The central bank in Uganda makes monthly monetary policy stance pronouncements which are anchored on inflation rates. Therefore, accurate forecasts in the medium term are very important for this purpose and for making decisions by other users in the economy. ARIMA models are univariate and they rely on the time series mostly to come up with estimates of coefficients and forecasts. The Seasonal ARIMA (1, 1, 1) x (0, 1, 1)12 was found to be the most appropriate model hence it was used to forecast CPI and hence inflation. We recommend this model to Uganda Bureau of Statistics and Central Bank to use it to make forecasts and disseminate to the users. In conclusion, generally good forecasts are vital for better resource allocation, planning and decision making.


Government of Uganda, "Investment Code Act 1991," Uganda Printing and Publishing Corporation, Kampala, 1991.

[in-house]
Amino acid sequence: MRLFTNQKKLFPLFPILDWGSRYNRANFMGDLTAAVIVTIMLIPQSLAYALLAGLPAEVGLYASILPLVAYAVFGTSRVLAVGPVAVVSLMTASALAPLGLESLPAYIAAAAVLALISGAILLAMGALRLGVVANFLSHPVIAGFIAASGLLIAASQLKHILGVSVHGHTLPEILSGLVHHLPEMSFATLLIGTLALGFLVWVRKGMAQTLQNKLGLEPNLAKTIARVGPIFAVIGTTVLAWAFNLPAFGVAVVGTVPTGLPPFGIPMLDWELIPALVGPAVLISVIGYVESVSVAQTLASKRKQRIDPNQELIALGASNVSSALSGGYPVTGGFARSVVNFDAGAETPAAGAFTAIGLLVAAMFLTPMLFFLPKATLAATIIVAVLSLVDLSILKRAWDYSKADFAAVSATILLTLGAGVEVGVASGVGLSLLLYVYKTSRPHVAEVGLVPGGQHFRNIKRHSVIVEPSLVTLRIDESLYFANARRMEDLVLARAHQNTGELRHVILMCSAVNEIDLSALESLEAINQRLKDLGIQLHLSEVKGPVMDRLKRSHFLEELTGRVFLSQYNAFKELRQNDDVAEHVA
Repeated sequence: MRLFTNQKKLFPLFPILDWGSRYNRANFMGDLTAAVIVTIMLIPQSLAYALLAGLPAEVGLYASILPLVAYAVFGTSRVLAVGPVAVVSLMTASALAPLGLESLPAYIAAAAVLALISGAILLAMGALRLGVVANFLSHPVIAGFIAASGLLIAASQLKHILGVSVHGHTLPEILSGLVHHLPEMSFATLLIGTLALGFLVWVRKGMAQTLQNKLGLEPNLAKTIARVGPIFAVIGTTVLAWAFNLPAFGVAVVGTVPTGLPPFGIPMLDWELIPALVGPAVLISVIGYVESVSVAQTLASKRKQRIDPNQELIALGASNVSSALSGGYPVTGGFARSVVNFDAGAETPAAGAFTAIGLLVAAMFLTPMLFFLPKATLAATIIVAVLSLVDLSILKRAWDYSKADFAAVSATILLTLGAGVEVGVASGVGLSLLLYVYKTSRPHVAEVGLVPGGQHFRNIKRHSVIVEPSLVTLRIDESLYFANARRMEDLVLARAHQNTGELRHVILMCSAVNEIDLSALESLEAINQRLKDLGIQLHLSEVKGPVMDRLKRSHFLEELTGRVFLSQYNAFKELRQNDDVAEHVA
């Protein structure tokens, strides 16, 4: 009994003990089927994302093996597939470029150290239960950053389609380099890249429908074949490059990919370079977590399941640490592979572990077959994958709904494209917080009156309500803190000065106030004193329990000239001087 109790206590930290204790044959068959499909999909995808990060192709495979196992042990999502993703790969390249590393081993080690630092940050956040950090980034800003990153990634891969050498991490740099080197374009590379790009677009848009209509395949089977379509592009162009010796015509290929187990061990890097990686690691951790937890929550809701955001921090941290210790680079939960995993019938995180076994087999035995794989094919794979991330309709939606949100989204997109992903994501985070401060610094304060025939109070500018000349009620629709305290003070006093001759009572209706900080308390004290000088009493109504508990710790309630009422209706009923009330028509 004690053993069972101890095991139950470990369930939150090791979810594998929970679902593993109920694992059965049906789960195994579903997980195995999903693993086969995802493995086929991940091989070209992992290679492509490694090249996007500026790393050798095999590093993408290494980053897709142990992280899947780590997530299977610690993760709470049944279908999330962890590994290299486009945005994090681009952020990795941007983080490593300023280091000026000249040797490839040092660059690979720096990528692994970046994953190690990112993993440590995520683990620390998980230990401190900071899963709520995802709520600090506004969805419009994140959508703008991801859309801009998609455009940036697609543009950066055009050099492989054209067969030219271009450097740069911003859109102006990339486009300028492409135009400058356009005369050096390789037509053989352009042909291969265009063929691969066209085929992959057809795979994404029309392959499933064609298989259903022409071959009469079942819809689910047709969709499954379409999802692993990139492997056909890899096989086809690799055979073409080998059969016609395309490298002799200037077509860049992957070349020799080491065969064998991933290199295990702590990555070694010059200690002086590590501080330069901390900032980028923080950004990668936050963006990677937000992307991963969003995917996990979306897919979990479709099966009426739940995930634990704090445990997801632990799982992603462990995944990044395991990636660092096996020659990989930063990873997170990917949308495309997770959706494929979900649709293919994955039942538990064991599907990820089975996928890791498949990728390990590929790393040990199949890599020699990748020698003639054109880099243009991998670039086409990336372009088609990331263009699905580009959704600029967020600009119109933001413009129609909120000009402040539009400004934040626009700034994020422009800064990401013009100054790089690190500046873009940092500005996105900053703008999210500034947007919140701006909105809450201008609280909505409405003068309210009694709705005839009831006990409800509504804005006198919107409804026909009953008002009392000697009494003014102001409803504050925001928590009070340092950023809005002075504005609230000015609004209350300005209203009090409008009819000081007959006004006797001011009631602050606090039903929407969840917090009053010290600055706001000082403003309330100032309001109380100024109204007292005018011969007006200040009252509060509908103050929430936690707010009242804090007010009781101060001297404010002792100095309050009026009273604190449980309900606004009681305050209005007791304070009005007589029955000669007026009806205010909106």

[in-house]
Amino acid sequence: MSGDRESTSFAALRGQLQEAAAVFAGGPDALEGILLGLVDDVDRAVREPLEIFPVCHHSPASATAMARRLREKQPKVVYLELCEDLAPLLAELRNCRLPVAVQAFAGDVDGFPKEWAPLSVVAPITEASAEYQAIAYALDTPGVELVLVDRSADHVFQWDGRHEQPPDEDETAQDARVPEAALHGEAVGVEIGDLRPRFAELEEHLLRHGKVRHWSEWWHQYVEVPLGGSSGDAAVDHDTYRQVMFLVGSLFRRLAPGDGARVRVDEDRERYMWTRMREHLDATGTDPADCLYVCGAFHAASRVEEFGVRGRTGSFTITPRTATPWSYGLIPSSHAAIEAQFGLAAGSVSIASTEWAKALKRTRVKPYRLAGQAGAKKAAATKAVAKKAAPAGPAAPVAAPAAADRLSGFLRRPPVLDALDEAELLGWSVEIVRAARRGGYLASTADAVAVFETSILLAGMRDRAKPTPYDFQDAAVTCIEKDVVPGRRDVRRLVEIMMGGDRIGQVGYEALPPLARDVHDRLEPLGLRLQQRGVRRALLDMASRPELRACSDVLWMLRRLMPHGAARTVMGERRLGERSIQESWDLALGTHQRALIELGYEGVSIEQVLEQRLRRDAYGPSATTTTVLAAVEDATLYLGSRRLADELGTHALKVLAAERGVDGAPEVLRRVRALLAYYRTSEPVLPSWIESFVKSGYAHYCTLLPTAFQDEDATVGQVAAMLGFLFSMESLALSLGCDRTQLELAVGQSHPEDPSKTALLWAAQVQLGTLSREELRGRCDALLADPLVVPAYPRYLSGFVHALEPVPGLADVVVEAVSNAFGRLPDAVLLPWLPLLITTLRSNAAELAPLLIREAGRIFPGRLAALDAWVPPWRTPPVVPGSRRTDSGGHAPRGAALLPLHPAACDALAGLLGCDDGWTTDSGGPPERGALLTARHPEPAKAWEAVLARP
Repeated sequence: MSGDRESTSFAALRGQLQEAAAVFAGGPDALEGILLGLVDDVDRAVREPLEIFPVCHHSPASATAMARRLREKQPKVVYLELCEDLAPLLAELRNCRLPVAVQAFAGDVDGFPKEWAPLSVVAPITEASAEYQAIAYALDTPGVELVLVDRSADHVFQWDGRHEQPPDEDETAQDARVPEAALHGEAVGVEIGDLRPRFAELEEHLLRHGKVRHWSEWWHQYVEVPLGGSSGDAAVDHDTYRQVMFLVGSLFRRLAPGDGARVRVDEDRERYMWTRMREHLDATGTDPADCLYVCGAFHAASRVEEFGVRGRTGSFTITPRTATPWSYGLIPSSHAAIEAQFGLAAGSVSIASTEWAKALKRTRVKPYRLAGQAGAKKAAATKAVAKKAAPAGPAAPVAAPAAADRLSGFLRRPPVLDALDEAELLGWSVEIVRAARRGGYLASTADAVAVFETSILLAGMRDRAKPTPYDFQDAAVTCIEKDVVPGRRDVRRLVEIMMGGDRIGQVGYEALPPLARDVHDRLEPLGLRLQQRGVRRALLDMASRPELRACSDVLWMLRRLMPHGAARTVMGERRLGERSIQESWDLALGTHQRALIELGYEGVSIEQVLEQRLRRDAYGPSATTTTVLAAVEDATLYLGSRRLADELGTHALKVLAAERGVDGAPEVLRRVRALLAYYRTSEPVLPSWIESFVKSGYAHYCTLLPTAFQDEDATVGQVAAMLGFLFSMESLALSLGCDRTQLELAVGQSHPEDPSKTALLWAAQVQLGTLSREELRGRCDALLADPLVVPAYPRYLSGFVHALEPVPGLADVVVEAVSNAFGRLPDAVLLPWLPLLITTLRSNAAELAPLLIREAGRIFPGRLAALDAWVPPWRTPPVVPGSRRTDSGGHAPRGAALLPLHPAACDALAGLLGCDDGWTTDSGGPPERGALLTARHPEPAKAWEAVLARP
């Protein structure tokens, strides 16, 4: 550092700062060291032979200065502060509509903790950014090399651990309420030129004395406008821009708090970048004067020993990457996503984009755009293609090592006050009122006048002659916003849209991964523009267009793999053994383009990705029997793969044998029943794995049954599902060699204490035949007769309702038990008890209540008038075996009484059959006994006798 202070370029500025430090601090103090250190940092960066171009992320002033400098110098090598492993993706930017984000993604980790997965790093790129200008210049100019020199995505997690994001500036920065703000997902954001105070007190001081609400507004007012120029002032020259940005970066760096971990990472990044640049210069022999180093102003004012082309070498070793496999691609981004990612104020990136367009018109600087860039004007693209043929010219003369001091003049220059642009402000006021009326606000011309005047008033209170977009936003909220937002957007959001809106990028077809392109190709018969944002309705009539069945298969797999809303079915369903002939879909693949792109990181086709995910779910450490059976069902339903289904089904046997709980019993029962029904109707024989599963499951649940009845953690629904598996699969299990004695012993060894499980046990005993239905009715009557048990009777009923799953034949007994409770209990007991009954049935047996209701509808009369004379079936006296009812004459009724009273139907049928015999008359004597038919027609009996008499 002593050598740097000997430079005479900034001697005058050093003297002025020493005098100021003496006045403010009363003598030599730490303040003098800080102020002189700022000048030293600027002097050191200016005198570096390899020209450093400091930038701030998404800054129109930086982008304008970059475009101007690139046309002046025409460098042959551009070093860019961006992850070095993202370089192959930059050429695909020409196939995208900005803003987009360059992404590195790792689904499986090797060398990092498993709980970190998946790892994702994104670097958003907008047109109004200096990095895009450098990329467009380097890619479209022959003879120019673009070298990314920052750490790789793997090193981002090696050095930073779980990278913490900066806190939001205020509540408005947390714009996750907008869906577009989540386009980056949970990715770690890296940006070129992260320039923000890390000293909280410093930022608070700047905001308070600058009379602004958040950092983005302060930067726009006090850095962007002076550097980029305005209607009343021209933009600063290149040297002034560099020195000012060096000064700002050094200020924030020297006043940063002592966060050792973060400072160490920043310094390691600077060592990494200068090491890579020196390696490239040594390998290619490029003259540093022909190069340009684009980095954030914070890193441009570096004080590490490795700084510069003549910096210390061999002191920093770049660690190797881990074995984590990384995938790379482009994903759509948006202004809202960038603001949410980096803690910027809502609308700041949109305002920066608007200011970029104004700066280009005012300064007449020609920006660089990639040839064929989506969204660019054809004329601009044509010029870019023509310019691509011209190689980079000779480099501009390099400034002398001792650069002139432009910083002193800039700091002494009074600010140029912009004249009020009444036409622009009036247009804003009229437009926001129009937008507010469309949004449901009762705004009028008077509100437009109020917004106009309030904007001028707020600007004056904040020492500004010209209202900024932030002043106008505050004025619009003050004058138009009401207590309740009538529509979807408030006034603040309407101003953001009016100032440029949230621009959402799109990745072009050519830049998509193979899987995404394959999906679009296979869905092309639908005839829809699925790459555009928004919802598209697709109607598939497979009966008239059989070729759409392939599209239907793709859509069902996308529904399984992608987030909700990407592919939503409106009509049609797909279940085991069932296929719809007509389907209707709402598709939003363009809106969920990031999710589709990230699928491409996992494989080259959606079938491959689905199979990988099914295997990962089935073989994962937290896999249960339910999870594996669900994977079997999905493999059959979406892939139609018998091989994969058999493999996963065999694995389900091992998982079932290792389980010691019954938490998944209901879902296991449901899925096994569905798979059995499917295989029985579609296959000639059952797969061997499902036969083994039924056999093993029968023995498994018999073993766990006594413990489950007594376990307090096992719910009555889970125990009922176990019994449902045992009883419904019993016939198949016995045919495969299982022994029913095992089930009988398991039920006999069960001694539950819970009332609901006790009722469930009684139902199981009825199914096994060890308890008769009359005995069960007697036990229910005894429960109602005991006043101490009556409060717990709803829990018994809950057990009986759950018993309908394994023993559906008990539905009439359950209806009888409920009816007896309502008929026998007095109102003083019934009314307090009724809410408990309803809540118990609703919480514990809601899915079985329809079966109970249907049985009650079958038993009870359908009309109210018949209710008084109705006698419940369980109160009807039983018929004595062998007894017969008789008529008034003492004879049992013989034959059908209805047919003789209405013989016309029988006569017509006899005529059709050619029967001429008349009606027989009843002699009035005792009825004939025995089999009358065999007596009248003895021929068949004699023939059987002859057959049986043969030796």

Uganda Revenue Authority, "A Guide on Tax

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International Labour Organization, "Consumer Price Index Manual, Theory and Practice," International Labour Organization, Geneva, 2004.

R. Adhikari and K. R. Agrawal, "An Introductory Study on Time Series Modeling and Forecasting," LAP LAMBERT Academic Publishing, New Dehli, 2013.

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International Conference on Education, Management, Information and Computer Science (ICEMC 2017), Shanghai, 2017.

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Nigeria's Consumer Price Index using ARIMA Model," International Journal of Development and Economic

Sustainability, pp. 37-47, 2014.

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J. Mohamed, "Time Series Modeling and Forecasting of Somaliland Consumer Price Index: A comparision of ARIMA and Regression with ARIMA Error," American Journal of Theoretical and Applied Statistics, pp. 143-153, 2020.